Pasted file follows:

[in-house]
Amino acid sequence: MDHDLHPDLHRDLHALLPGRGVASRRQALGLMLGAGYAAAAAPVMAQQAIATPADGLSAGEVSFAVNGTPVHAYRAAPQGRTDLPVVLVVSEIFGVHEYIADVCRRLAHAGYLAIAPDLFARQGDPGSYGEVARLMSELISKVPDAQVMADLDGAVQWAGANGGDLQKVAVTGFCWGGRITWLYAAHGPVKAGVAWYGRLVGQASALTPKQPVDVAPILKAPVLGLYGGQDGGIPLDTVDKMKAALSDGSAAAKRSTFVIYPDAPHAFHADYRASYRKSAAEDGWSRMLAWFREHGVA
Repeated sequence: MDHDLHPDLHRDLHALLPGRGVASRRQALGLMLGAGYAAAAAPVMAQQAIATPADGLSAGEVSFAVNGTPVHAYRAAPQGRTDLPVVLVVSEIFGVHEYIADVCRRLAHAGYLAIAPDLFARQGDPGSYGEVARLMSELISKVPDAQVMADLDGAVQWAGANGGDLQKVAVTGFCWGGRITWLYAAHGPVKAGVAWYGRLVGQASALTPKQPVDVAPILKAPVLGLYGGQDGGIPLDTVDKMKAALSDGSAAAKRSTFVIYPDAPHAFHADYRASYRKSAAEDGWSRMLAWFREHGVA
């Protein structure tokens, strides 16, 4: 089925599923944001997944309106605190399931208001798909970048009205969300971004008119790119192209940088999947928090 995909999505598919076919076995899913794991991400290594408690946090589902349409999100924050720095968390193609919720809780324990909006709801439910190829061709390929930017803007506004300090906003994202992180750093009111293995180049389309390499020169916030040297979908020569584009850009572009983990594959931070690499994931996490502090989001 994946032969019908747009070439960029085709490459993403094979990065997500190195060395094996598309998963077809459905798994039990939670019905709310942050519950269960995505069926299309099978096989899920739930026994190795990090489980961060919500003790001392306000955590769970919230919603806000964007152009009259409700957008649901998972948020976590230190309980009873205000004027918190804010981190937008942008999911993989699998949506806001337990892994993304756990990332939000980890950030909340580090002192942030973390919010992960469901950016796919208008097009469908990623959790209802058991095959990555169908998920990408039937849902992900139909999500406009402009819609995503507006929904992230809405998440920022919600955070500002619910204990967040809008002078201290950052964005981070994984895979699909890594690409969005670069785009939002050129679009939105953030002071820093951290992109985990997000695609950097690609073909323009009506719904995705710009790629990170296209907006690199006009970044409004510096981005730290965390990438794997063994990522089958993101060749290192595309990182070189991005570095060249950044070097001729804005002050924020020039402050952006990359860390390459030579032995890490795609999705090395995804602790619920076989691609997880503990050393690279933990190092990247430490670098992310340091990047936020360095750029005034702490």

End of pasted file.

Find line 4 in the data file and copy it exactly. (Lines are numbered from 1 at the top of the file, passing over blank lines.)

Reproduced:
């Protein structure tokens, strides 16, 4: 089925599923944001997944309106605190399931208001798909970048009205969300971004008119790119192209940088999947928090 995909999505598919076919076995899913794991991400290594408690946090589902349409999100924050720095968390193609919720809780324990909006709801439910190829061709390929930017803007506004300090906003994202992180750093009111293995180049389309390499020169916030040297979908020569584009850009572009983990594959931070690499994931996490502090989001 994946032969019908747009070439960029085709490459993403094979990065997500190195060395094996598309998963077809459905798994039990939670019905709310942050519950269960995505069926299309099978096989899920739930026994190795990090489980961060919500003790001392306000955590769970919230919603806000964007152009009259409700957008649901998972948020976590230190309980009873205000004027918190804010981190937008942008999911993989699998949506806001337990892994993304756990990332939000980890950030909340580090002192942030973390919010992960469901950016796919208008097009469908990623959790209802058991095959990555169908998920990408039937849902992900139909999500406009402009819609995503507006929904992230809405998440920022919600955070500002619910204990967040809008002078201290950052964005981070994984895979699909890594690409969005670069785009939002050129679009939105953030002071820093951290992109985990997000695609950097690609073909323009009506719904995705710009790629990170296209907006690199006009970044409004510096981005730290965390990438794997063994990522089958993101060749290192595309990182070189991005570095060249950044070097001729804005002050924020020039402050952006990359860390390459030579032995890490795609999705090395995804602790619920076989691609997880503990050393690279933990190092990247430490670098992310340091990047936020360095750029005034702490």